Friday, October 24, 2008

Cheap and Easy

Well, I feel like most everywhere you turn, you see news of the economic doom and gloom gripping this country. I’m no economist and, despite working in the philanthropy business, I don’t really understand what’s going on. I have, however, noticed the rising food prices. I’ve even noticed this at the local farmer’s market, which has very reasonable prices. I also got notice in the mail yesterday that my monthly payments for my student loans are being raised because the interest rate went up. Sigh…I can’t wait for the deferment that graduate school (hopefully) will bring.

Anyway, I thought I’d blog about my two most recent meals: meals that I have termed in my head as “cheap and easy.” Which, now that I think about it, sounds a little more risqué than I meant it to.

Cheap and Easy #1:
Quinoa salad! I know I’ve posted about quinoa before, but it’s making another appearance. This little gem is simply made up of quinoa (simmered in chicken broth, but vegetable broth or just plain water would do) and any vegetables on hand. This past week, I added organic carrot, tomato, and red pepper, but one could use almost anything. Chop them in a medium or small dice. Mix with the quinoa. Give it some dollops of olive oil and your favorite vinegar. Finish with salt and pepper. The result? A cheap, simple, transportable meal. One that is healthy too!

Cheap and Easy #2:
For some reason, I was moved to purchase frozen broccoli the other week. I’m not really sure why. I’m usually at a loss with frozen veggies and I find broccoli particularly uninspiring. But last night I wanted something carb-a-licious (damn SAD) but also something that involved vegetables. But I didn’t have much on hand. And I didn’t want a salad. (Apparently, I was very picky). So, as the linguine I put on was boiling I added about half a bag of frozen broccoli to it and sautéed some garlic. I mixed it all together with parmesan cheese and it was delicious. I wish I had remembered that I had dried chili pepper flakes because that would have given a delightful spicy kick to it. So, again, a cheap, simple meal that’s not too unhealthy. (I must admit, I completed the meal with some protein in the form of a guilty pleasure, chicken nuggets. Honestly compels to add that they are not very healthy either.)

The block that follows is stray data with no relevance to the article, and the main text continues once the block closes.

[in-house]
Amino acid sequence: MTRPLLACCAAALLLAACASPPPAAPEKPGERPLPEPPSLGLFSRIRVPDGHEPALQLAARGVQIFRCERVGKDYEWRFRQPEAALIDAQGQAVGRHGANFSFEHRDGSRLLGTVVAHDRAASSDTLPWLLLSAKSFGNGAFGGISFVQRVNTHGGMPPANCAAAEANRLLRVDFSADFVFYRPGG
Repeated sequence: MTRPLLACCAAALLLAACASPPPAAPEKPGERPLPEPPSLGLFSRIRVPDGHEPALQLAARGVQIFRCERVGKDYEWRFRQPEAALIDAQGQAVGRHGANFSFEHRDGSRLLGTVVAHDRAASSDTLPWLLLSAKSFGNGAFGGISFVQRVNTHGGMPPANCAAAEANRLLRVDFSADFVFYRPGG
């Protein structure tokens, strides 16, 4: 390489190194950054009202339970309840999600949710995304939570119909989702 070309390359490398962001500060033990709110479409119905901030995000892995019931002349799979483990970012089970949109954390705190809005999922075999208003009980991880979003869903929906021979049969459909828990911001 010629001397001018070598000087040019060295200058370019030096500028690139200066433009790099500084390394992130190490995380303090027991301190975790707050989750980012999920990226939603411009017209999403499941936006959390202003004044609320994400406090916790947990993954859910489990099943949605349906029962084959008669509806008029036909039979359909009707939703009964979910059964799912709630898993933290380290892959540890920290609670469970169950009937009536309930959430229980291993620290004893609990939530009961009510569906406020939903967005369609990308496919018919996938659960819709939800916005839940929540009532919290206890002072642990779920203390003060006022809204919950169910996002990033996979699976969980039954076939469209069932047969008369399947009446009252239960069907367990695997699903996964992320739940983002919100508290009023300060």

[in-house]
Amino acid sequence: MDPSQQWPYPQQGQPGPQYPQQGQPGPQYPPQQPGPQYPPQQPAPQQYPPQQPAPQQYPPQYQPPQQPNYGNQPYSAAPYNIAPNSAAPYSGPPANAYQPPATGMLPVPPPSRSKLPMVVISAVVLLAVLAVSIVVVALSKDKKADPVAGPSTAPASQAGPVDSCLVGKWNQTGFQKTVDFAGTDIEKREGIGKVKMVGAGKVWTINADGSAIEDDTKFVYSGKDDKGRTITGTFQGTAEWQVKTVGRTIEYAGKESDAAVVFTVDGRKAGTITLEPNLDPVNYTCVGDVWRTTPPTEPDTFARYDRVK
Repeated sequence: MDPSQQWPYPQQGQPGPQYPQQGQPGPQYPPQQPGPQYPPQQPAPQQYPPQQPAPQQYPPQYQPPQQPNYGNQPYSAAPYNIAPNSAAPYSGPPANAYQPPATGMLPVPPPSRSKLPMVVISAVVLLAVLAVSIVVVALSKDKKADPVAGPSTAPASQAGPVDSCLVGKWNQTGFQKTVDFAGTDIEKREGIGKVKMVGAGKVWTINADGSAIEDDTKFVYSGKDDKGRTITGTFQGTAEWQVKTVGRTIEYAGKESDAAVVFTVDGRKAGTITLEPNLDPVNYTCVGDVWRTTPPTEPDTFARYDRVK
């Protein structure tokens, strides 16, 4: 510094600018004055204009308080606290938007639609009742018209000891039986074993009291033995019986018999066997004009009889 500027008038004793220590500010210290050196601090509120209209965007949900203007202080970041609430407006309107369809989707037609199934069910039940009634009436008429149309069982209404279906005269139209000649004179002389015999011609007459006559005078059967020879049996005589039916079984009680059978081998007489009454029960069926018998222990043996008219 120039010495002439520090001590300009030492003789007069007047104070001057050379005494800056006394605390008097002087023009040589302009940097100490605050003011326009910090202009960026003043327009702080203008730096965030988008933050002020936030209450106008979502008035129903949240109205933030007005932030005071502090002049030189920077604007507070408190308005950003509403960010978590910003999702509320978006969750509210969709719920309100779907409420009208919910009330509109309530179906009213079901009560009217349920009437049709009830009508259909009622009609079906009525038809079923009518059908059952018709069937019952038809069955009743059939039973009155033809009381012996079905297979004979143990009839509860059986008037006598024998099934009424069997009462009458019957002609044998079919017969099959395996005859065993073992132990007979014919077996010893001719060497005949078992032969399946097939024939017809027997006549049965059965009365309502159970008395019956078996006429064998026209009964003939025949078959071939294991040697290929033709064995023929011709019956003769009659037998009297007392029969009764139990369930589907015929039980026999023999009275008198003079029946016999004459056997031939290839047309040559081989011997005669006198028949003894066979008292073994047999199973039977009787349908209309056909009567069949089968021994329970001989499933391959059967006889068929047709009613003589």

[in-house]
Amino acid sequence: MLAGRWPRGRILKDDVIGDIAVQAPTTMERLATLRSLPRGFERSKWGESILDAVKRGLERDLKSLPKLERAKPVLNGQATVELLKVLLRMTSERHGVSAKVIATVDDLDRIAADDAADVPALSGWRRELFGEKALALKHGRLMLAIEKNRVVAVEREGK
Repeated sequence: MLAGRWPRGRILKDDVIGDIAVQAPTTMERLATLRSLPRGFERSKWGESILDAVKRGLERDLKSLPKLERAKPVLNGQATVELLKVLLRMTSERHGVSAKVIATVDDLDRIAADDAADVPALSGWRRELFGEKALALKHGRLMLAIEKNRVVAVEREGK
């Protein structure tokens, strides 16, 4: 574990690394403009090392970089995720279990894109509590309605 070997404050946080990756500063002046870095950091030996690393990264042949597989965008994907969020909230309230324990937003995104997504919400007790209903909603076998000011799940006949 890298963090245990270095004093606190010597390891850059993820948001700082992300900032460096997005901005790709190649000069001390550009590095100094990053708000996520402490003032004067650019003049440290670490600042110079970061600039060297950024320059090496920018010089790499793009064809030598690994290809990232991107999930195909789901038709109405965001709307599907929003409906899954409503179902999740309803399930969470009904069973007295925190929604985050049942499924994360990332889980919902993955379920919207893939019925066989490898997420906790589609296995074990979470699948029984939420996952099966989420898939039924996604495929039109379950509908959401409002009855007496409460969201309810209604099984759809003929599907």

I have a feeling that, with the economy the way it is and my student loans, both of these inexpensive dishes will be a long time in my repertoire.

Wednesday, October 15, 2008

Eating Chicago

Well, astonishingly, there was no pizza consumption in Chicago. But that’s okay; I’ve had it before (though if you haven’t, I recommend fixing that stat). But there was a lot of consumption of other delights during my whirlwind, 4-day visit.

My friends live in different parts of the North Side of Chicago. We didn’t venture into the South (though I really wanted to know where the old Stock Yards are and no one could tell me for sure) and didn’t eat that much inside of the Loop (expensive!). But I went to many parts of Rogers Park and Logan Square and other places that I don’t know the names for. Chicago, let me say here and now, is beautiful. I haven’t been in such a planned city in a long time; many of the wide streets and parks were built after the massive fire in 1871 (I think). It has a very soothing effect on me (much like the area around the Art Museum here in Philly).

So what did I eat in Chicago? I ate vegetarian Indian food (paneer makhani) that was cheap and so good, instant mashed potatoes at 3 am to counteract the ‘drunchies’, a sesame bagel sandwich with sharp cheddar, bacon, and tomato, rigatoni Bolognese with braised pork and veal, homemade pasta and chicken, diner food (Chicago seems to be the land of diners), and the biggest burrito I swear I’ve ever had. And that’s just what I remember off the top of my head.